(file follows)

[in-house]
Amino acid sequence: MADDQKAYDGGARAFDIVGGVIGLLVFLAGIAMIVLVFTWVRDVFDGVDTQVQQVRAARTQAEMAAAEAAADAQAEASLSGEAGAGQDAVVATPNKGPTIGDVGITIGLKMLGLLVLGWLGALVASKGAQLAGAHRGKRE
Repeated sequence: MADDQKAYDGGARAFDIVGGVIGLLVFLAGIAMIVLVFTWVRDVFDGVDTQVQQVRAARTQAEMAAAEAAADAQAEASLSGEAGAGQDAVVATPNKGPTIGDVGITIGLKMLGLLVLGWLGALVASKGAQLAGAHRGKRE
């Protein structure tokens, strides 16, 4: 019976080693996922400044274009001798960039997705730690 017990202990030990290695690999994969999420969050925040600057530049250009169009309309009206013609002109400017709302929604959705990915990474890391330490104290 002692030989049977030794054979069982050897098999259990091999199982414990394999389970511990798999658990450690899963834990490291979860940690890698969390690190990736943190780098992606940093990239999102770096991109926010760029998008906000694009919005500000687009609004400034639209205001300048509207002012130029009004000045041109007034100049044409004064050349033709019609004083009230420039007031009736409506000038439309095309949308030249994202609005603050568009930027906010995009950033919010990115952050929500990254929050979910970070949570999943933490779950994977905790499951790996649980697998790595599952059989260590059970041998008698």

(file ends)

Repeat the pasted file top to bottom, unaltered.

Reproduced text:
[in-house]
Amino acid sequence: MADDQKAYDGGARAFDIVGGVIGLLVFLAGIAMIVLVFTWVRDVFDGVDTQVQQVRAARTQAEMAAAEAAADAQAEASLSGEAGAGQDAVVATPNKGPTIGDVGITIGLKMLGLLVLGWLGALVASKGAQLAGAHRGKRE
Repeated sequence: MADDQKAYDGGARAFDIVGGVIGLLVFLAGIAMIVLVFTWVRDVFDGVDTQVQQVRAARTQAEMAAAEAAADAQAEASLSGEAGAGQDAVVATPNKGPTIGDVGITIGLKMLGLLVLGWLGALVASKGAQLAGAHRGKRE
């Protein structure tokens, strides 16, 4: 019976080693996922400044274009001798960039997705730690 017990202990030990290695690999994969999420969050925040600057530049250009169009309309009206013609002109400017709302929604959705990915990474890391330490104290 002692030989049977030794054979069982050897098999259990091999199982414990394999389970511990798999658990450690899963834990490291979860940690890698969390690190990736943190780098992606940093990239999102770096991109926010760029998008906000694009919005500000687009609004400034639209205001300048509207002012130029009004000045041109007034100049044409004064050349033709019609004083009230420039007031009736409506000038439309095309949308030249994202609005603050568009930027906010995009950033919010990115952050929500990254929050979910970070949570999943933490779950994977905790499951790996649980697998790595599952059989260590059970041998008698």